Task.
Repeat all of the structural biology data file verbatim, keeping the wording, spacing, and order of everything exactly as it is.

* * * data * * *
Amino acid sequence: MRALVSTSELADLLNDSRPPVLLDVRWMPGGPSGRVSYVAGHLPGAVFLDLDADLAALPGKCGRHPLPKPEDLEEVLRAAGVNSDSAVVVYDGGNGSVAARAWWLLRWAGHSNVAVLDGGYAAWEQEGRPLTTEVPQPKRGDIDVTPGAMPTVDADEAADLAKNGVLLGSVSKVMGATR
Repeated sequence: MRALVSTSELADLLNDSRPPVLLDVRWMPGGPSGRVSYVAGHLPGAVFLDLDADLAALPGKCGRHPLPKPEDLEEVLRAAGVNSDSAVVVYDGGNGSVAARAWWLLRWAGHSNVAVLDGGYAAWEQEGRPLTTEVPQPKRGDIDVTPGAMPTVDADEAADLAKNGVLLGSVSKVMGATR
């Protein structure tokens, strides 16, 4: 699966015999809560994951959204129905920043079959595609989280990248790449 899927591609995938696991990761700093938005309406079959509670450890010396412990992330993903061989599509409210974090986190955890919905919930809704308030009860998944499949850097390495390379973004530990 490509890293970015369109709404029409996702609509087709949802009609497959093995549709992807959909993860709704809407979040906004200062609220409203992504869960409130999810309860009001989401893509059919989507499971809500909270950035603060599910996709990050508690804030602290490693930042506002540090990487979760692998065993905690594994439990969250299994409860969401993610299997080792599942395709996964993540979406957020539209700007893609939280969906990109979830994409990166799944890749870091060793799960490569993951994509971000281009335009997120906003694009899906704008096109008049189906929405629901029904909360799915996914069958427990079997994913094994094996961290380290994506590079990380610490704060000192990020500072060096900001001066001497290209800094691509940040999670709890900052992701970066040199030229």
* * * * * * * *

Amino acid sequence: MRALVSTSELADLLNDSRPPVLLDVRWMPGGPSGRVSYVAGHLPGAVFLDLDADLAALPGKCGRHPLPKPEDLEEVLRAAGVNSDSAVVVYDGGNGSVAARAWWLLRWAGHSNVAVLDGGYAAWEQEGRPLTTEVPQPKRGDIDVTPGAMPTVDADEAADLAKNGVLLGSVSKVMGATR
Repeated sequence: MRALVSTSELADLLNDSRPPVLLDVRWMPGGPSGRVSYVAGHLPGAVFLDLDADLAALPGKCGRHPLPKPEDLEEVLRAAGVNSDSAVVVYDGGNGSVAARAWWLLRWAGHSNVAVLDGGYAAWEQEGRPLTTEVPQPKRGDIDVTPGAMPTVDADEAADLAKNGVLLGSVSKVMGATR
């Protein structure tokens, strides 16, 4: 699966015999809560994951959204129905920043079959595609989280990248790449 899927591609995938696991990761700093938005309406079959509670450890010396412990992330993903061989599509409210974090986190955890919905919930809704308030009860998944499949850097390495390379973004530990 490509890293970015369109709404029409996702609509087709949802009609497959093995549709992807959909993860709704809407979040906004200062609220409203992504869960409130999810309860009001989401893509059919989507499971809500909270950035603060599910996709990050508690804030602290490693930042506002540090990487979760692998065993905690594994439990969250299994409860969401993610299997080792599942395709996964993540979406957020539209700007893609939280969906990109979830994409990166799944890749870091060793799960490569993951994509971000281009335009997120906003694009899906704008096109008049189906929405629901029904909360799915996914069958427990079997994913094994094996961290380290994506590079990380610490704060000192990020500072060096900001001066001497290209800094691509940040999670709890900052992701970066040199030229």